Nobel laureate Elie Wiesel spent much of his life advocating for the remembrance of the Holocaust
Nobel laureate and Holocaust survivor embodied "the triumph of the human spirit over the cruelty and evil," Israeli prime minister says
Israeli Prime Minister Benjamin Netanyahu among officials mourning recipient of Nobel Peace Prize
Wimbledon loss ends 30-match Grand Slam winning streak for one of sport's best players
Serbia shooting suspect may have been motivated by jealousy when he opened fire, official says
Twenty-six people were killed in a deadly hostage siege in Bangladesh's capital that ended early Saturday. CBS News senior national security analyst Juan Zarate joins "CBS This Morning: Saturday" from Washington to weigh in on why Bangladesh is a target location for violent extremist groups and prime suspects behind the Dhaka attack.
More than a dozen hostages and terrorists are dead after a day-long siege at a restaurant in Bangladesh's capital that ended overnight. Bangladeshi troops stormed the Dhaka building -- just one mile from the U.S. embassy -- where heavily armed militants held several people, including some foreigners. One gunman was captured. Jonathan Vigliotti reports.
Bangladesh attack survivors give new details on what happened inside upscale restaurant during hostage situation
ISIS commander Akhmed Chatayev is a convicted arms smuggler who fought against Russia in Chechnya; his whereabouts are unknown
Turkish officials are looking at Akhmed Chatayev, an ISIS commander and a convicted arms smuggler, as the potential mastermind behind the deadly attack at the Istanbul Airport this week. Chatayev's whereabouts are currently unknown. Holly Williams has more.
Following terrorist attacks in Istanbul and Bangladesh this week, security concerns are on the minds of many Americans traveling this weekend. Jeff Pegues has more on what travelers can expect.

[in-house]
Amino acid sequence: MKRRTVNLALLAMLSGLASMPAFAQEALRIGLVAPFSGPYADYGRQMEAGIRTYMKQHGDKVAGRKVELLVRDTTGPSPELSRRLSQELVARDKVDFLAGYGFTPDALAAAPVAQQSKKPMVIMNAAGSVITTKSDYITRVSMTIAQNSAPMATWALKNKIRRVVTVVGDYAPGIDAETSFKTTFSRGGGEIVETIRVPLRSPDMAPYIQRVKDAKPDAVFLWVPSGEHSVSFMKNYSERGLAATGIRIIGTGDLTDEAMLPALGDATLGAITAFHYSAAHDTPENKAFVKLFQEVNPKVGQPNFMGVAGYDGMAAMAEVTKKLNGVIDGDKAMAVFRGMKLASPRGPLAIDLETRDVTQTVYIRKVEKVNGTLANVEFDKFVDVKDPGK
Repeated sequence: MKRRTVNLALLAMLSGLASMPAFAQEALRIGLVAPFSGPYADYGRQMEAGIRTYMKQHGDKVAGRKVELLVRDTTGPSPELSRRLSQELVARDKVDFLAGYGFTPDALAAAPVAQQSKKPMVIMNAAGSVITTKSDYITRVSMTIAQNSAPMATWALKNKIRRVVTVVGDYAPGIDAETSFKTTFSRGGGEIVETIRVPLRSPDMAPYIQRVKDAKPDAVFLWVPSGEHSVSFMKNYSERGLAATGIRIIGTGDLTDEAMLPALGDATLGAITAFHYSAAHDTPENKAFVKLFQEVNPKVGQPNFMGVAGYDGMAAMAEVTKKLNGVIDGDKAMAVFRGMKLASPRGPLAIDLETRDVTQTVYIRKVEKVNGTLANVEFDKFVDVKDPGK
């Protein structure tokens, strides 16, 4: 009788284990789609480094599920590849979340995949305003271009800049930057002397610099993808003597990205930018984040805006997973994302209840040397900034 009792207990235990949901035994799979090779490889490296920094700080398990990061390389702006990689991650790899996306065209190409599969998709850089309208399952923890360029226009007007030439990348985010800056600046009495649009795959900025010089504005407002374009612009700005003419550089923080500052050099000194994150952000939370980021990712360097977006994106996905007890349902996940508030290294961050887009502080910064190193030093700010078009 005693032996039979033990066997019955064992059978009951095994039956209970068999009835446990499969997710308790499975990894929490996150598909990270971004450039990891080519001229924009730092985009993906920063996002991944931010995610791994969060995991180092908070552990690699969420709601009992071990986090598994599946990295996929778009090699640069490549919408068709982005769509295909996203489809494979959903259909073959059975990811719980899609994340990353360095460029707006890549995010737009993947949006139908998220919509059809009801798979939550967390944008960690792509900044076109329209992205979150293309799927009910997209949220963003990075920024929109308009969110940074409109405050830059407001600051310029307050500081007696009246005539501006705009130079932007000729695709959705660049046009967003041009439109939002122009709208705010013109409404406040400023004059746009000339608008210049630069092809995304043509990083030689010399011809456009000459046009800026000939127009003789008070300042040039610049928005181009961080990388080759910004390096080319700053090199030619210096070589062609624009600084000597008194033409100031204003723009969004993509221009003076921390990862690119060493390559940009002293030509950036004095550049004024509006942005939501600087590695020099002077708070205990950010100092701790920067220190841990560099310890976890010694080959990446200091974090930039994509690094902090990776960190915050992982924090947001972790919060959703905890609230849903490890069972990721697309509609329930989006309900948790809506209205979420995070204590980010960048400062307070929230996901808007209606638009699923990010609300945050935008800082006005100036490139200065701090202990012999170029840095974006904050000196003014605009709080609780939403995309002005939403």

A group of gunmen attacked a restaurant popular with foreigners in the Bangladesh capital, taking hostages
Bangladesh attack being carried out by group of up to nine people, local media reports
New York Times reporter Jodi Kantor explains how Canada is "placing the opposite bet" on Syrian refugees, compared to the rest of the world
Ayman al-Zawahri warns Americans specifically, urges new attacks in 1-hour video that was delayed due to "regular bombardments"
Only on "CBS This Morning," we are revealing National Geographic's 2016 Travel Photographer of the Year. The grand prize winner, Anthony Lau of Hong Kong, shows a horseman guiding his herd in Mongolia during the winter. National Geographic received nearly 10,000 entries from professional and amateur photographers around the world. The contest is divided into three categories: People, Cities and Nature. Follow "CBS This Morning" onInstagram and see all the winning photos.
3 men on motorcycles attacked Shyamonando Das, a Hindue temple worker, in latest slaying blamed on Islamic extremists
"CBS This Morning" is live from Virunga National Park, home to the world's endangered mountain gorillas. Visit Facebook.com/CBSThisMorning to watch the gorillas and ask their caretaker questions.
Track star Yulia Stepanova and her husband told "60 Minutes" how they gathered evidence on the state-sponsored cheating
Syrians fleeing the civil war are finding it hard to settle in Europe or the U.S., but Canada is embracing them. New York Times reporter and CBS News contributor Jodi Kantor spoke to Canadians who help Syrians find homes, schools, jobs and a way to navigate their new culture, and found the process can be surprising for both sides. Kantor joins "CBS This Morning" to discuss her front-page article, "Refugees Encounter a Foreign Word: Welcome" and Canadians' commitment to helping the refugees feel at home.